After another long, cold winter, we are coming out of hibernation. February is said to have been one of the coldest on record and I’m all too happy to see it go, though old man winter is a reluctant traveler and seems to be wearing out his welcome in March as well.
This year we plan to focus on infrastructure and soil building at our home plot and do not have plans for going to market or growing for market. Of course, we will still have a home garden and will experiment with a few new plants. We also hope to add some perennials to the mix, including raspberries and perhaps figs. The decision not to market farm this year was not an easy one. We are both working full-time jobs and have a new family member. We are fostering a 6 month old baby boy. Last year we became licensed foster parents and the experience has been incredibly rewarding, albeit somewhat frustrating (due to the situation not the baby – he’s great!). So, that new responsibility takes up quite a bit of time and market farming is just not realistic this year. Though, I still can’t stop myself from getting excited by the beginning of spring, one of my favorite times of year. I love seeing the bulbs emerge from the soil and hear the birds chirping. And, we have started seeds in the basement. Here are a few pics of spring in these parts:
We are keeping the plot in Lakewood and will put it under cover crop. We are confident that our soil is a living system and want to keep it that way. Putting in a cover crop will keep out the weeds and build the soil structure even more, especially after nearly 5 years of intensive growth there.
Last year we saved some seeds from one of our butternut squashes and early in the season I planted them in tiny pots in the basement. Those 15 seeds turned into about 100 squash! So exciting to watch them grow through the season. And, right now, with this warm spell, they are continuing to flower and put on new fruit.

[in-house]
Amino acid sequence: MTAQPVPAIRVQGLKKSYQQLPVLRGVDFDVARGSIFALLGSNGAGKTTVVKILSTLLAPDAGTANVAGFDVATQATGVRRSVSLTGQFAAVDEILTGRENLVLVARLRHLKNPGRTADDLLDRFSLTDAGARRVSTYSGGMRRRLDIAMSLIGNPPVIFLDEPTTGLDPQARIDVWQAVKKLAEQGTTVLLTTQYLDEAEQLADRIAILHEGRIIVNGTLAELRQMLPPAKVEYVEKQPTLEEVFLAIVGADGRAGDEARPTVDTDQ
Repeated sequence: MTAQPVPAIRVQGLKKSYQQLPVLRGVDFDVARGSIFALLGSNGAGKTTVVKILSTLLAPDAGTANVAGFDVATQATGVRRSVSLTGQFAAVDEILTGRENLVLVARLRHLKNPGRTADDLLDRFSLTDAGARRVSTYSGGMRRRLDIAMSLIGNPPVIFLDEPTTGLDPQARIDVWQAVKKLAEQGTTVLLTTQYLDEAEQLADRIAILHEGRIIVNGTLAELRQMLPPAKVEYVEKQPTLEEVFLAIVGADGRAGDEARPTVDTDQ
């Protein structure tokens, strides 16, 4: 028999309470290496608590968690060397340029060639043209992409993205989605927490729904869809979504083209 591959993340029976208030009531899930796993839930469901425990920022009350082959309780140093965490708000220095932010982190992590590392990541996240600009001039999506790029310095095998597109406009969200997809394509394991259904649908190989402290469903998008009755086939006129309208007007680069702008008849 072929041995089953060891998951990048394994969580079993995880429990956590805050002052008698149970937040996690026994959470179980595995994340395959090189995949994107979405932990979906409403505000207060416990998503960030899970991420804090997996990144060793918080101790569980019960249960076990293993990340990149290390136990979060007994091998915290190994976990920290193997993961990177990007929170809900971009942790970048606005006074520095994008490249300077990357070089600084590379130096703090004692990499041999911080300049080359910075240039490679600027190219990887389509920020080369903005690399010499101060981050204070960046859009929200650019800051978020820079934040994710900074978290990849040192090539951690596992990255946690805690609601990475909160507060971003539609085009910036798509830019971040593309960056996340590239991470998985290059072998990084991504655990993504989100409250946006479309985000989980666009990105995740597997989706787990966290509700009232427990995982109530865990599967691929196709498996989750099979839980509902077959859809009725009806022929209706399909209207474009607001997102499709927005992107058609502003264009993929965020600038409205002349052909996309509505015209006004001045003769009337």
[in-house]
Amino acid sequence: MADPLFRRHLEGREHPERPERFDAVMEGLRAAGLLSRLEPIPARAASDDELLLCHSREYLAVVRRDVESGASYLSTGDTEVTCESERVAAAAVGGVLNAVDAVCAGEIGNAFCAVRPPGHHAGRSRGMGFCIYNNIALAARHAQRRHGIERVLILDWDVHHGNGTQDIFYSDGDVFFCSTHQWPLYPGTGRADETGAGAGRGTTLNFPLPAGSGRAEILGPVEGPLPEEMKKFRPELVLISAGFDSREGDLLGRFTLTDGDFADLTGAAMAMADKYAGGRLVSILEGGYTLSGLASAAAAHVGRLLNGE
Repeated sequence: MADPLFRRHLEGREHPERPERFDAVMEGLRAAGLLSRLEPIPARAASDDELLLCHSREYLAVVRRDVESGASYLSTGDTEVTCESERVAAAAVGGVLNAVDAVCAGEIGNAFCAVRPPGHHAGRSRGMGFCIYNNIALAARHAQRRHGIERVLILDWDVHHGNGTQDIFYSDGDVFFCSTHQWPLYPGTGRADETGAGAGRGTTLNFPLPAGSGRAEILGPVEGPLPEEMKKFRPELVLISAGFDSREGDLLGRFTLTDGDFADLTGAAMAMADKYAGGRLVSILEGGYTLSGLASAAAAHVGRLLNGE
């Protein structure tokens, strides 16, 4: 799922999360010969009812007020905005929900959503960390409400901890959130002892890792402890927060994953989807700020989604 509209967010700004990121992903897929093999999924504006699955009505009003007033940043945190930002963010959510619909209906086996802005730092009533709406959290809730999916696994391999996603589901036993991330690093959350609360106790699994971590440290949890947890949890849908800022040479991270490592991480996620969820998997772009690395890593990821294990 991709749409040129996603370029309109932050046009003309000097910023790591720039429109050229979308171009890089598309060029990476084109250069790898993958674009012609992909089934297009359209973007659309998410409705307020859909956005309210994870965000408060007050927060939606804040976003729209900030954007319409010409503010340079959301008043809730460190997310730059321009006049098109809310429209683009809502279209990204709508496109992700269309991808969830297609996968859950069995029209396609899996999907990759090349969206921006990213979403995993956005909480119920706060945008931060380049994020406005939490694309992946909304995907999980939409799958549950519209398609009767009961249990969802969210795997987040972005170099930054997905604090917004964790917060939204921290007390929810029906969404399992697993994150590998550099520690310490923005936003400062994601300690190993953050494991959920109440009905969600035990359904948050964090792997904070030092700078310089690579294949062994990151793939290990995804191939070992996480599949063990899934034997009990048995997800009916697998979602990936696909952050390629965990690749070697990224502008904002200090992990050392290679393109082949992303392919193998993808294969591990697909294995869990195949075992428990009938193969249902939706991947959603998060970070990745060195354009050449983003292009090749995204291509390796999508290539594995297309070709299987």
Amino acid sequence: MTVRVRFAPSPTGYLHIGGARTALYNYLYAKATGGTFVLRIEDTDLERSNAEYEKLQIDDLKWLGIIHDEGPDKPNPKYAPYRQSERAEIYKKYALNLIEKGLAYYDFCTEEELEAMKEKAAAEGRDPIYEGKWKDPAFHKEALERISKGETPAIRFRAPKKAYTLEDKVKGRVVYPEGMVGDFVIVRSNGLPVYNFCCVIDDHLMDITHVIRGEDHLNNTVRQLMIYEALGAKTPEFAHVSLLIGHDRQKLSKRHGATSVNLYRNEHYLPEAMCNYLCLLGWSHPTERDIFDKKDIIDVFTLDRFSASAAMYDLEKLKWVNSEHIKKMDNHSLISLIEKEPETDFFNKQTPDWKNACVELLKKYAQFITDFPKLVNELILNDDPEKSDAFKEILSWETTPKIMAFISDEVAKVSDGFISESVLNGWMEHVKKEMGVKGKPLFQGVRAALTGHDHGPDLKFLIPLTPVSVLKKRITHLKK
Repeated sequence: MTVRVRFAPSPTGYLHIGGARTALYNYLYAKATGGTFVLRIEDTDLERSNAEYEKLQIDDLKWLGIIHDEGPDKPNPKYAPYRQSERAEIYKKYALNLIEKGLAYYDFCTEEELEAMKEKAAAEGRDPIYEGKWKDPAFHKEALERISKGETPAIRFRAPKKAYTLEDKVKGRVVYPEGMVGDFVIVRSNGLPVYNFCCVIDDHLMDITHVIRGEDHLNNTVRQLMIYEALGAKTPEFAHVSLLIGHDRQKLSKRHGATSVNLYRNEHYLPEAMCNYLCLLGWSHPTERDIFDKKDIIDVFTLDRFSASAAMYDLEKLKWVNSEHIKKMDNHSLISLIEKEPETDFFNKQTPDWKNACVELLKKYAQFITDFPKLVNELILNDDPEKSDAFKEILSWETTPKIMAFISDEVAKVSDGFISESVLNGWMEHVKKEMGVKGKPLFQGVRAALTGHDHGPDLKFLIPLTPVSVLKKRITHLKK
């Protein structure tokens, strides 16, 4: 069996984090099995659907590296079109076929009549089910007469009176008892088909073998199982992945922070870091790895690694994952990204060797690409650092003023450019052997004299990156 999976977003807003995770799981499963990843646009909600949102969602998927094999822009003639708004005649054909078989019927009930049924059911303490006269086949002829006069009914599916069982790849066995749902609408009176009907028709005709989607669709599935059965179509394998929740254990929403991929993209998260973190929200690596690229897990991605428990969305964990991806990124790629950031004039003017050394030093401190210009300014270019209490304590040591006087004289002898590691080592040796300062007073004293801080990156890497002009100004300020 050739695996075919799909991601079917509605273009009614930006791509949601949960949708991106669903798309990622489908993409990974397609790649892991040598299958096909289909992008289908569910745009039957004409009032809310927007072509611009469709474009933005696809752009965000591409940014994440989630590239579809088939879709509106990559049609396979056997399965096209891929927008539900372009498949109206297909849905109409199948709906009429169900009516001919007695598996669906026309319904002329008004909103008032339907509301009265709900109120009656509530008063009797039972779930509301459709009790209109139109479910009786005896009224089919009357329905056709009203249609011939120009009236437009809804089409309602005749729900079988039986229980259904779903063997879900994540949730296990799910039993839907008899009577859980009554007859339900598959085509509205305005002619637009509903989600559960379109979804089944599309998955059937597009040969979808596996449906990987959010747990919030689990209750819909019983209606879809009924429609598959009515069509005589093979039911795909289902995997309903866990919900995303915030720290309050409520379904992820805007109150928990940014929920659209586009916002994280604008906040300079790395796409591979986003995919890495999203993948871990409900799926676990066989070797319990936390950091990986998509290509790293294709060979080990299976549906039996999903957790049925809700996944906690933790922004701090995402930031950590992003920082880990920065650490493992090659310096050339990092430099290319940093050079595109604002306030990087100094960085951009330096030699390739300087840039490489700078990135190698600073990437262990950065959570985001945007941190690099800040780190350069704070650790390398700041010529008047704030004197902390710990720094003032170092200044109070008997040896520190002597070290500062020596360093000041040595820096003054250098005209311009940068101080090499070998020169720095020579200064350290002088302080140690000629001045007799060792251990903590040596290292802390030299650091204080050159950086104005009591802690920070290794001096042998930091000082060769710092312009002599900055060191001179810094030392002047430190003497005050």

The new area in our backyard now has a nice cover crop mix of peas and oats. In late June we planted buckwheat, which matured through the season and was cut and tilled in during the month of August. After that Spink drilled in the mix of oats and peas, which will fix nitrogen, build a nice deep root system and winter kill leaving great organic matter behind. There is still quite a bit of buckwheat in there too and we think that will be okay. The condition of this soil is so much more amazing than that of our Lark plot. We are super excited for growing veggies in here next spring!
Wow, the buckwheat we put in as a cover crop has reached ~3 feet tall and is full of pollinators. It is just an awesome experience to both watch and listen to all the activities by bees and other insects now that the buckwheat is flowering. There are so many honeybees out there! We put the buckwheat in as a cover crop to help build this area of land that we plan to plant veggies in next spring. The buckwheat is a rapid growth weed suppressor that also helps make nutrients more available to plants, particularly phosphorus. As it breaks down in the soil, it releases these nutrients. It also attracts lots of beneficial insects.
Another experiment! We built a hugelkultur bed in the back yard. This is a raised bed that is composed of dead wood, grass clippings, sod and dirt. The benefits of this type of bed include nutrients from the composting materials, water retention, and aerated soil. Right now we are trying to grow cucumbers in the bed. Will post an updated picture of them in a few weeks.
Summer is definitely here and the high temps are in full swing. Luckily we have also had intermittent rain storms, so most everything is growing super well. Here are a few pics showing the progress to date at the homestead. The small patch we planted in the spring is wild like a jungle and the newly turned soil is sporting a cover crop of buckwheat in the hopes that we build the soil structure, add biomass, and shade out weed growth. And, our first attempts at sunflowers and celery seem to be progressing smoothly.
Since we started this journey in 2010, we have tried growing all sorts of lettuce varieties and there are numerous choices out there. To date, our best performing lettuce is Johnny’s Salanova. Seeds come pelleted for easy planting. We plant in soil blocks and then transplant in the field. When we harvest, we mix the red and green varieties to make a nice bagged mix. The taste is delicious and the mix lasts about 7-10 days in the fridge. It’s easy to cut, core, wash and bag. It’s pricey, but worth it in our opinion since it performs so well. Plus, the pelleted seeds mean we don’t waste seeds during planting.